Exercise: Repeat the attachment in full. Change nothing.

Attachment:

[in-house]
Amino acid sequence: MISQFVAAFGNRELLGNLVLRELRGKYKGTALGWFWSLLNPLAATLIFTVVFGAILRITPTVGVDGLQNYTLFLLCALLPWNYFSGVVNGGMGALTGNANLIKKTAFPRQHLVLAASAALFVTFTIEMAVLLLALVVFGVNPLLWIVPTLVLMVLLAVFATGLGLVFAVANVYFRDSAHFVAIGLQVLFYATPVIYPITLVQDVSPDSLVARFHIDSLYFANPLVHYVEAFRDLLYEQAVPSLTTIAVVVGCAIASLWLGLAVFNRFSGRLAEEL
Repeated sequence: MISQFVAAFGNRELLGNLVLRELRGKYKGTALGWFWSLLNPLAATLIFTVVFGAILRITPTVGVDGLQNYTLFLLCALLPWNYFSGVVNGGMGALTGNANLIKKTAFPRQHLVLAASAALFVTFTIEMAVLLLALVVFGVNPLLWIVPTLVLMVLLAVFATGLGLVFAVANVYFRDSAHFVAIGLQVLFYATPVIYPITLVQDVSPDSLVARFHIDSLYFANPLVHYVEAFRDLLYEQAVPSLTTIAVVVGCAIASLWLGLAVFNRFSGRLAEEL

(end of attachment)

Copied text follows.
[in-house]
Amino acid sequence: MISQFVAAFGNRELLGNLVLRELRGKYKGTALGWFWSLLNPLAATLIFTVVFGAILRITPTVGVDGLQNYTLFLLCALLPWNYFSGVVNGGMGALTGNANLIKKTAFPRQHLVLAASAALFVTFTIEMAVLLLALVVFGVNPLLWIVPTLVLMVLLAVFATGLGLVFAVANVYFRDSAHFVAIGLQVLFYATPVIYPITLVQDVSPDSLVARFHIDSLYFANPLVHYVEAFRDLLYEQAVPSLTTIAVVVGCAIASLWLGLAVFNRFSGRLAEEL
Repeated sequence: MISQFVAAFGNRELLGNLVLRELRGKYKGTALGWFWSLLNPLAATLIFTVVFGAILRITPTVGVDGLQNYTLFLLCALLPWNYFSGVVNGGMGALTGNANLIKKTAFPRQHLVLAASAALFVTFTIEMAVLLLALVVFGVNPLLWIVPTLVLMVLLAVFATGLGLVFAVANVYFRDSAHFVAIGLQVLFYATPVIYPITLVQDVSPDSLVARFHIDSLYFANPLVHYVEAFRDLLYEQAVPSLTTIAVVVGCAIASLWLGLAVFNRFSGRLAEEL